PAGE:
Public bathrooms have a problem, and the internet of all things might be able to solve it. 
You know how it goes. When you need to go, you wander through dozens of stalls, peeking beneath doors for feet. Or, you push on said doors, annoying the stalls’ occupants, and risking a mortifying encounter if the door’s unlocked.      
Los Angeles International Airport (LAX) announced Wednesday that it is piloting a Smart Bathroom system that will help eliminate such bathroom woes. 

The system, called “Tooshlights,” indicates via bathroom lighting when a stall is occupied and when it’s not. The new bathroom features a green light bulb outside each stall. When a stall’s door locks, its corresponding bulb turns red. 
Earth-shattering? No. Gimmicky? Absolutely. But Tooshlights founder and president Allen Klevens believes it still solves an important problem. 
“Everybody that I’ve spoken to over the years, everybody’s had this issue,” Klevens said in a phone interview. “Either you’ve been on the one side of the stall and somebody’s tried to walk in and you feel uncomfortable, or you’ve been on the outside and people are standing there and waiting to see who comes out of the stall when there could be three or four stalls available.”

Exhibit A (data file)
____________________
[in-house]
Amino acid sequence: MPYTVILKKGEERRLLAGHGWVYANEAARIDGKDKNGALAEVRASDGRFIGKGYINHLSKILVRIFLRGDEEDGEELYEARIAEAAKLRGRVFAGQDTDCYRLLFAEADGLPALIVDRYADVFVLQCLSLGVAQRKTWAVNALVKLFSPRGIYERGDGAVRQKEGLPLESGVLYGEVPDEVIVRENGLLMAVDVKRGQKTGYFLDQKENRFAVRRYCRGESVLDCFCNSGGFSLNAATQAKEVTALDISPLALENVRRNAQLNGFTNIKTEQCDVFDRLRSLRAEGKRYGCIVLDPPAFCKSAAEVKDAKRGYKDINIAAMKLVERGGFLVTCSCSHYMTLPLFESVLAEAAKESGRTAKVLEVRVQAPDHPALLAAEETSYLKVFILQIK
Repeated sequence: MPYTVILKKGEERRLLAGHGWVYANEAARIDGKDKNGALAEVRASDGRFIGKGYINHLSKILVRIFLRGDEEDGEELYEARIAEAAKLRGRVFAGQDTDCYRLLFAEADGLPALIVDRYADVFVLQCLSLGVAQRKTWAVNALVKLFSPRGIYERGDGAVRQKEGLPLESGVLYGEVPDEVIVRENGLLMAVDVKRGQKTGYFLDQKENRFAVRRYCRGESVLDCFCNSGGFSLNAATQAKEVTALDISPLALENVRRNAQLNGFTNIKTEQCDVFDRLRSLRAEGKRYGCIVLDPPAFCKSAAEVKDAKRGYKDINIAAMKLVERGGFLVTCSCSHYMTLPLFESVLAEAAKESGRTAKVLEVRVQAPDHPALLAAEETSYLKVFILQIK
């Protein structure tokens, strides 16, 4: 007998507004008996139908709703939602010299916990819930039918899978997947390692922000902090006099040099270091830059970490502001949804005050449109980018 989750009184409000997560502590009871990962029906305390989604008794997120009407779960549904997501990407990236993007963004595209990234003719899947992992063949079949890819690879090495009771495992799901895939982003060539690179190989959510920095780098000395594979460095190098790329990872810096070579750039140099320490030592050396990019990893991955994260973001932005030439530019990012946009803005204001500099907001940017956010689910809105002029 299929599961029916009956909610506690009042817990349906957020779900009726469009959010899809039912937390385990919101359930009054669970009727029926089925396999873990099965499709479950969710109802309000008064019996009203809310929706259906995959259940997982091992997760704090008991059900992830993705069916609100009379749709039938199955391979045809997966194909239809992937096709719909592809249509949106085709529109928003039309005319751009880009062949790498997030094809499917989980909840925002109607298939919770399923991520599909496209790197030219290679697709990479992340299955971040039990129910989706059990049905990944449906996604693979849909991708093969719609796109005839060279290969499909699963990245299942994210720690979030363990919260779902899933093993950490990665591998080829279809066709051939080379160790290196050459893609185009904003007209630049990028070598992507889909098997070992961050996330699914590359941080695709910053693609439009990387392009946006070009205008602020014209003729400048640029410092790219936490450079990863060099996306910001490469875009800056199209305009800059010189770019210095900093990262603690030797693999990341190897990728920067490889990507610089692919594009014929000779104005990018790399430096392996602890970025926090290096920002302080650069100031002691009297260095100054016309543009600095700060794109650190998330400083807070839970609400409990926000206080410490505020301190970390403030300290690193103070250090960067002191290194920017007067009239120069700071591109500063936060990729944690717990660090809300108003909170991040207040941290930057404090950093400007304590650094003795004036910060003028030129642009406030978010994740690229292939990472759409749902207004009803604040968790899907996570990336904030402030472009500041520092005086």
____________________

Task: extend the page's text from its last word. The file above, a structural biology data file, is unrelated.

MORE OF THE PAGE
“We’ve received email after email saying ‘Thank you,'” he added. 

The new connected smart locks also record data about their use, which airport staff can use over the long term. For example, LAX officials can use the system to track how often each stall is used at what time, and evaluate how well their restrooms are meeting demands. This can help them optimize restroom layout, size, and cleaning schedules, which could lead you to a quicker, cleaner pee down the line. 
In emergency-evacuation situations, the data will also inform officials how many people are still in the bathroom, and where they are. 
To be brutally honest, this system is unnecessary. 
That said, most smart devices are, currently, not necessities. Nobody needs a smart bathroom, just like nobody needs a TV you can turn on with your voice. But such devices have the potential to make life easier in small, unexpected ways, while bringing us new insight into the way our devices are used. If a system is relatively low-cost and low-effort to assemble, why not take the leap? 

When it comes to smart home, the bathroom is something of a frontier. Of the most popular smart home products to date, almost none are designed specifically for the bathroom (although Kohler’s lineup is rolling out as we speak). But if there’s one thing a good smart home product can do, it’s solve a problem that nobody realized they had. 

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